“Our own lesson from this acquisition, was to improve our methods of collecting and preserving the evidence in later purchases. We will study the ruling and will consider an appeal.”

Jewish Press News Briefs

Skverer Rebbe’s Butler Facing 5-10 Years for Arson Attack

Sunday, April 15th, 2012

According to LoHud.com, Shaul Spitzer, 18, who used to be the Skverer Rebbe’s Butler, is facing 5-10 years for first-degree assault in his attack on Aron Rottenberg in May, 2011, in New Square, NY.

Rottenberg, 44, is recovering from the third-degree burns he sustained over 50 percent of his body, when Spitzer set off an incendiary device at Rottenberg’s home.

Rottenberg was attacked because he chose not to pray at New Square’s main synagogue, under the leadership of the Skverer Rebbe, Rabbi David Twersky. Spitzer was charged with first degree arson and second degree attempted murder.

Rabbi Twersky condemned the attack and asked his followers to pray for Rottenberg’s recovery.

Spitzer was indicted by a grand jury last June and pleaded not guilty. But in February 7, 2012, he pleaded guilty to assault.

Spitzer’s attorneys Kenneth Gribetz, Deborah Wolikow Loewenberg and Paul Shectman told LoHud.com they were hoping for five years, with an early release for good behavior.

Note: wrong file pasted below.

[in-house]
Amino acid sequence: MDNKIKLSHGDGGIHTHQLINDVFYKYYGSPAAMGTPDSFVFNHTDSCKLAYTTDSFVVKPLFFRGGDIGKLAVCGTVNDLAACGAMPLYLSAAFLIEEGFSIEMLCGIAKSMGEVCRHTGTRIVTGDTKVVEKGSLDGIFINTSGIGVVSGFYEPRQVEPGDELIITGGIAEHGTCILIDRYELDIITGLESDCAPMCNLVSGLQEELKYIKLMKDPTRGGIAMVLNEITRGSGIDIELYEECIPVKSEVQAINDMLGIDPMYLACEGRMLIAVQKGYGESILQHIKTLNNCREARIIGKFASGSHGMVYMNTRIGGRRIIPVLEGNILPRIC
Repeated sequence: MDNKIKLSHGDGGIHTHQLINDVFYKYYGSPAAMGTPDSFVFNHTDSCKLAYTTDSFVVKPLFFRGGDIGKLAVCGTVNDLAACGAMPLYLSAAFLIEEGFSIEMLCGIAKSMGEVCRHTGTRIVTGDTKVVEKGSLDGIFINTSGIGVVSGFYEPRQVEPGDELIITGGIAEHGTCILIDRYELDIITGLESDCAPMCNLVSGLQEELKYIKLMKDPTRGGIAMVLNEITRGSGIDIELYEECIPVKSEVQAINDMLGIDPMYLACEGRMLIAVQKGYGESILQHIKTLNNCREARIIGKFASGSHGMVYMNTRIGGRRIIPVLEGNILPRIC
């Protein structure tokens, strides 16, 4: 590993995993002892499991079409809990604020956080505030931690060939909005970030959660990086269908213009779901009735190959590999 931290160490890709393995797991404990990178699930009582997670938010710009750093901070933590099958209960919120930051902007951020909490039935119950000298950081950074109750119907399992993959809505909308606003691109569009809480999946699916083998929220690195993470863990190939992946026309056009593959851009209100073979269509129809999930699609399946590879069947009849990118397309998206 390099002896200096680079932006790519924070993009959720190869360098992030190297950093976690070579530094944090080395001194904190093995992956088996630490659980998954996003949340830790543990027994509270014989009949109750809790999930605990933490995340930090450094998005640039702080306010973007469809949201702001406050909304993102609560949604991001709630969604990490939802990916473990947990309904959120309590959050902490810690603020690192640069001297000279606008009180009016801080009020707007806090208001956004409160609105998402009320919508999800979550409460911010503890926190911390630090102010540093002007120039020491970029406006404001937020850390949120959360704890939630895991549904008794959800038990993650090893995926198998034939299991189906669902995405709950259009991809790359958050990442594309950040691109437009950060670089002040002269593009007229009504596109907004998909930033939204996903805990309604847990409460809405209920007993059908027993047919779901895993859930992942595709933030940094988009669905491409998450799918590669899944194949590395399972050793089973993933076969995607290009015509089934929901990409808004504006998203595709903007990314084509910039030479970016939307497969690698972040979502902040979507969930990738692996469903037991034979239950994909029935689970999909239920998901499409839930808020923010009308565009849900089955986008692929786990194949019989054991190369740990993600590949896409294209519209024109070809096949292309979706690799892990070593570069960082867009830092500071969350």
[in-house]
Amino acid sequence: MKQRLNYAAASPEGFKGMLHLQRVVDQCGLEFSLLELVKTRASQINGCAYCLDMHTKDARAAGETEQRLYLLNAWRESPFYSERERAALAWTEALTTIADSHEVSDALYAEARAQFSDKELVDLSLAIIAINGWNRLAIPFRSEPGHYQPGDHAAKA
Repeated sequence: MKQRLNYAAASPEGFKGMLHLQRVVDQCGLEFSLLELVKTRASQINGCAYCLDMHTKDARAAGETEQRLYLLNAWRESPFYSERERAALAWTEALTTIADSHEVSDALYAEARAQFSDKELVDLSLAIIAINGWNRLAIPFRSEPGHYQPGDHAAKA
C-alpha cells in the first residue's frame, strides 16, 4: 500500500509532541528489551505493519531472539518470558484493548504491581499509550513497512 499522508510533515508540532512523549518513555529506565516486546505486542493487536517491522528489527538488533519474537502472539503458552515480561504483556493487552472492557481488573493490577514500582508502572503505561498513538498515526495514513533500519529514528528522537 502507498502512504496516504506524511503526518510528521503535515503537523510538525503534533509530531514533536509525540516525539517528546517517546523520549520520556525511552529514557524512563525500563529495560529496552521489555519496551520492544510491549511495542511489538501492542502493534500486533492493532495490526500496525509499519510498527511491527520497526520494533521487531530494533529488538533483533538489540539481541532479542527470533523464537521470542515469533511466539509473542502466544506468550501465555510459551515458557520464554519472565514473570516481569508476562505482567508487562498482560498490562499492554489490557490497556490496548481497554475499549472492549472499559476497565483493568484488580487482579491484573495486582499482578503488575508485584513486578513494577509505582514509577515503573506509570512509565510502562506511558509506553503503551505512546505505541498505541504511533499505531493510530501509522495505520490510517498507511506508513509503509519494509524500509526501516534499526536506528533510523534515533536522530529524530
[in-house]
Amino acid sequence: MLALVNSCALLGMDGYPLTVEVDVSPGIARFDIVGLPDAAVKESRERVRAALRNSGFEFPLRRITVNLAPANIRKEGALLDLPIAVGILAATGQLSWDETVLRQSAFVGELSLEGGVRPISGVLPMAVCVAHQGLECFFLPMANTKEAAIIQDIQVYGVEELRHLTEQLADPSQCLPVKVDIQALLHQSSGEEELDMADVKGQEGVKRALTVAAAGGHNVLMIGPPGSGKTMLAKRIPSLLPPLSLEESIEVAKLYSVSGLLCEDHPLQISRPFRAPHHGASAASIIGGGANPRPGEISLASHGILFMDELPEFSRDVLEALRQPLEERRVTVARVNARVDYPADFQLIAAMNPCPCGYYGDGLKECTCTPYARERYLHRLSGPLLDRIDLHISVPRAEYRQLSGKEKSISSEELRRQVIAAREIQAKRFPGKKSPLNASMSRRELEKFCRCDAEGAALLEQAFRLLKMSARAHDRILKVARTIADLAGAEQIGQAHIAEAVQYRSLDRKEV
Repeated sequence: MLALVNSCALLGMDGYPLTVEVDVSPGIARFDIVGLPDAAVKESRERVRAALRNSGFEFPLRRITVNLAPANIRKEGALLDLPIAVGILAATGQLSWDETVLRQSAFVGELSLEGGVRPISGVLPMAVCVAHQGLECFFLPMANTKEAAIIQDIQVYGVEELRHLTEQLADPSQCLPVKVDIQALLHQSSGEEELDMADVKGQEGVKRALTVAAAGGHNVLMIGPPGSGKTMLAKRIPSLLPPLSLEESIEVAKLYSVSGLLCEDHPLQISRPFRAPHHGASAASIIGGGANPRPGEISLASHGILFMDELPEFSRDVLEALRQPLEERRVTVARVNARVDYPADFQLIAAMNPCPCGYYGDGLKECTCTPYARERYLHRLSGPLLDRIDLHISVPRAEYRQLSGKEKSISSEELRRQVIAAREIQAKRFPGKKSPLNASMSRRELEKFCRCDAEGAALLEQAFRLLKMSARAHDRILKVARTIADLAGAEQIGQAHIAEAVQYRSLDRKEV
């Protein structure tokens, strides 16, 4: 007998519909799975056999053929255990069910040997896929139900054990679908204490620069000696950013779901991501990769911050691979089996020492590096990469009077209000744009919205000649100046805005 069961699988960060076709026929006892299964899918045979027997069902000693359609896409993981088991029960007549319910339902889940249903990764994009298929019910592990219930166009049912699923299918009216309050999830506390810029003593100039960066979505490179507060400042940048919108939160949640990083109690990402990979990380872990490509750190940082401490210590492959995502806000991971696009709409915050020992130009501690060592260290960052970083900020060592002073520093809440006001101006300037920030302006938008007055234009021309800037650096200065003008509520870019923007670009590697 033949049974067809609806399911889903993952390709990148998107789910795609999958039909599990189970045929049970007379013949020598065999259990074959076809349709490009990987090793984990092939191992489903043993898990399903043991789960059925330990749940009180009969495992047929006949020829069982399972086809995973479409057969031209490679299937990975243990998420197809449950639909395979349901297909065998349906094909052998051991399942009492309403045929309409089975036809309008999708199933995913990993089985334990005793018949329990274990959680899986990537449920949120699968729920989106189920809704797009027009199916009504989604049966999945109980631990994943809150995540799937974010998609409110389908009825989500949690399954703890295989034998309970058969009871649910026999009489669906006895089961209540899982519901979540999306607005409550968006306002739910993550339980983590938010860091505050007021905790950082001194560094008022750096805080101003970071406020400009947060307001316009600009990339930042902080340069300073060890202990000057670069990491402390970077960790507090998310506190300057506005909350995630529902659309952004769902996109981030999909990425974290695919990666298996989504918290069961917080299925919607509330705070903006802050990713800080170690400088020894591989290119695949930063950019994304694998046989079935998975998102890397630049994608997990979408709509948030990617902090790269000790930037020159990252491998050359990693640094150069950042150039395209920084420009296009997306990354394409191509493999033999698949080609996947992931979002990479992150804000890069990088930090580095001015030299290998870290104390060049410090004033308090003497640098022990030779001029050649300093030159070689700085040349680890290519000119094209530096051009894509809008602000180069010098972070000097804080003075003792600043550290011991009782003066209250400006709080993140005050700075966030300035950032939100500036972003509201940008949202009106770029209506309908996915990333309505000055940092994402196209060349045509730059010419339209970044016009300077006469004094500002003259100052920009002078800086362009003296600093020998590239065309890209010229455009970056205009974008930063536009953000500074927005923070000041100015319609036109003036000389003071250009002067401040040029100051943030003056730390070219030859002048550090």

“We’re appealing to the court and will be asking the court to render the minimum sentence of five years,” Gribetz said. “Five years is a hard sentence for anyone. But for a young man who has lived in New Square for his entire life, the sentence will be even tougher.”

Prosecutor Stephen Moore will be demanding the 10-year sentence Spitzer accepted when he pleaded guilty.

Tibbi Singer

Obama to Pollard, Peres, Knesset: Drop Dead

Tuesday, April 10th, 2012

The White House on Monday rejected an emotional appeal by Israel’s President Shimon Peres to commute convicted Israeli spy Jonathan Pollard’s life sentence. Peres based his appeal on Pollard’s fast deteriorating health, after Peres’ recent conversation with Pollard’s wife Esther. Peres’ appeal came after he had received a petition signed by 80 MKs, urging Obama to release Pollard.

In June, President Peres will receive the Presidential Medal of Freedom, the highest US civilian award. Peres is under intense pressure from the Pollard “lobby” to reject the award if Pollard is not freed.

“Our position hasn’t changed,” National Security Council spokesman Tommy Vietor said in an email to Yahoo News. Asked whether the White House had received Peres’ written plea to President Barack Obama for clemency, Vietor said he was not sure “but the position is the same.”

Obama had rejected a January 2011 request from Israeli Prime Minister Benjamin Netanyahu to free Pollard, a former US Navy intelligence analyst convicted in 1985 of passing classified information to  Israel.

Jacob Edelist

It’s My Opinion: The Empty Chair

Thursday, March 22nd, 2012